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36-xx-xx Caramels on a Hot Day

While Rush is playing with his caramels (rolling them into balls, patting them back into squares, etc.) on a hot day, Vic and Sade show up and the family talks about going out to eat and to a movie (Burning Stars of Love.)
There's really not much going on here but there seldom is on Vic and SadeBut that's the point. A hot day, caramels and a 10-11 year old boy who is bored.  He starts playing with his candy.  It's not funny but it's realistic.

And the caramels are not in any way that important; they only provide the backdrop to Rush and his father having a benign conversation - then there is the appearance of Sade and the family's conversation turns.  None of it really important.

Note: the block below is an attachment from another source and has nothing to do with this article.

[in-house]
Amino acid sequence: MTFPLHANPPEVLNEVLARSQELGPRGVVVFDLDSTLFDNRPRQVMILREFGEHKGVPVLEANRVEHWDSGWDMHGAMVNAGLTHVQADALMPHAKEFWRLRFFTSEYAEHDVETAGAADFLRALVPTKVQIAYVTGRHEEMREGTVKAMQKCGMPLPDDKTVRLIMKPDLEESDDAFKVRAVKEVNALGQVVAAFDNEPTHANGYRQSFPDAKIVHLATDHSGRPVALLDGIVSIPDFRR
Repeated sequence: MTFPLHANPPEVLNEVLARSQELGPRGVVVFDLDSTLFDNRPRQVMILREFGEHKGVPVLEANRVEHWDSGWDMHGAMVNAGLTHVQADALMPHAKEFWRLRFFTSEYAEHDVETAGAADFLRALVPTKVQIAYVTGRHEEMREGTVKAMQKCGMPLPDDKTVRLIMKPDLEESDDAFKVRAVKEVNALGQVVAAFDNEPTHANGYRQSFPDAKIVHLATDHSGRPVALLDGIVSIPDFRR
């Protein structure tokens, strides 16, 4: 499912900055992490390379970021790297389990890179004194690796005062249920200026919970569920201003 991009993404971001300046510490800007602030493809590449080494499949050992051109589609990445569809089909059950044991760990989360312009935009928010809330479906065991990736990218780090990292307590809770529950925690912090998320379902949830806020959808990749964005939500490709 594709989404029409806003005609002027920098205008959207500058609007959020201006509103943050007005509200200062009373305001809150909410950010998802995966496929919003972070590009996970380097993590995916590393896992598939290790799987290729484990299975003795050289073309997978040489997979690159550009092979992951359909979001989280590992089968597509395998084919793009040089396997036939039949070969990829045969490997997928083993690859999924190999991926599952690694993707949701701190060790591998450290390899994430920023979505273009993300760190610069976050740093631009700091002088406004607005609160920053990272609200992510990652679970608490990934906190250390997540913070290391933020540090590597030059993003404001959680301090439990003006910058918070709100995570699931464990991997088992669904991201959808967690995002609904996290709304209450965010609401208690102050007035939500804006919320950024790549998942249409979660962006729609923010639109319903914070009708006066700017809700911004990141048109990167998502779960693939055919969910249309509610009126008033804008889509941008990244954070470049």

Writer Paul Rhymer takes an everyday situation and makes it alive.  "But who thinks to write a fifteen minute drama to be broadcast to millions out of that dynamic situation?", as Eugene B. Bergman once wrote.

In the early days of the radio show, the Bijou was not all about the two-noted stars, Gloria Golden and Four-Fisted Frank Fuddleman.  As a matter of fact, the Bijou was more than a movie house as it provided travelouges and even live speeches (Mr. Ruebush even gave a speech one night at the Bijou.)  The theater used to show a variety of films, almost each of them starring actors and actresses whose first and last initials are the same.  I never have exactly figured out why this is, but by my count, 14 of the 15 thespians mentioned on the show follow this rule.  The theater would also have shorts and cartoons.  For some reason, we are never told of these added features in the episodes we have on audio.


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